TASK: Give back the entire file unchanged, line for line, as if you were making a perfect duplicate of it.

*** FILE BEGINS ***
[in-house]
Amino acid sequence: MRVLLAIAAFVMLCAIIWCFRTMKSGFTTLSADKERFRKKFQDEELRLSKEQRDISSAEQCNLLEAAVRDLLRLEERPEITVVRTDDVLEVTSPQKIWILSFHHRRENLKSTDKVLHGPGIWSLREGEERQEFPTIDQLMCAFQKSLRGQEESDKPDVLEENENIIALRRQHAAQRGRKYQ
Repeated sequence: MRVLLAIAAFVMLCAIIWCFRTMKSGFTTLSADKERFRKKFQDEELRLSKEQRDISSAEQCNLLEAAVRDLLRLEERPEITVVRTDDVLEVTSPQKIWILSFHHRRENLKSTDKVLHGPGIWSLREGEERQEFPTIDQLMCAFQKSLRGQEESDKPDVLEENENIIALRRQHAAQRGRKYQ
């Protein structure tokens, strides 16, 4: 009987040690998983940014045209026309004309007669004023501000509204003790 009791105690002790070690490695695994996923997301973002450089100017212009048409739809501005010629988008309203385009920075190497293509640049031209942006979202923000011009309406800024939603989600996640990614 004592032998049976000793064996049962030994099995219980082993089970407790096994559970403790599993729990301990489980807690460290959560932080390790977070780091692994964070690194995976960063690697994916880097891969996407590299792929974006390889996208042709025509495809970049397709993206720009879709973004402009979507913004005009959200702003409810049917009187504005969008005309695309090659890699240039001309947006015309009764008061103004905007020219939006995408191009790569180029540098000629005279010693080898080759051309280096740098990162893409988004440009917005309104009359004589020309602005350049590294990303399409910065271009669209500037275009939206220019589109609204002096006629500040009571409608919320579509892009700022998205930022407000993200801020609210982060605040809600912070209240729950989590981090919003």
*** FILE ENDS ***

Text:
[in-house]
Amino acid sequence: MRVLLAIAAFVMLCAIIWCFRTMKSGFTTLSADKERFRKKFQDEELRLSKEQRDISSAEQCNLLEAAVRDLLRLEERPEITVVRTDDVLEVTSPQKIWILSFHHRRENLKSTDKVLHGPGIWSLREGEERQEFPTIDQLMCAFQKSLRGQEESDKPDVLEENENIIALRRQHAAQRGRKYQ
Repeated sequence: MRVLLAIAAFVMLCAIIWCFRTMKSGFTTLSADKERFRKKFQDEELRLSKEQRDISSAEQCNLLEAAVRDLLRLEERPEITVVRTDDVLEVTSPQKIWILSFHHRRENLKSTDKVLHGPGIWSLREGEERQEFPTIDQLMCAFQKSLRGQEESDKPDVLEENENIIALRRQHAAQRGRKYQ
């Protein structure tokens, strides 16, 4: 009987040690998983940014045209026309004309007669004023501000509204003790 009791105690002790070690490695695994996923997301973002450089100017212009048409739809501005010629988008309203385009920075190497293509640049031209942006979202923000011009309406800024939603989600996640990614 004592032998049976000793064996049962030994099995219980082993089970407790096994559970403790599993729990301990489980807690460290959560932080390790977070780091692994964070690194995976960063690697994916880097891969996407590299792929974006390889996208042709025509495809970049397709993206720009879709973004402009979507913004005009959200702003409810049917009187504005969008005309695309090659890699240039001309947006015309009764008061103004905007020219939006995408191009790569180029540098000629005279010693080898080759051309280096740098990162893409988004440009917005309104009359004589020309602005350049590294990303399409910065271009669209500037275009939206220019589109609204002096006629500040009571409608919320579509892009700022998205930022407000993200801020609210982060605040809600912070209240729950989590981090919003």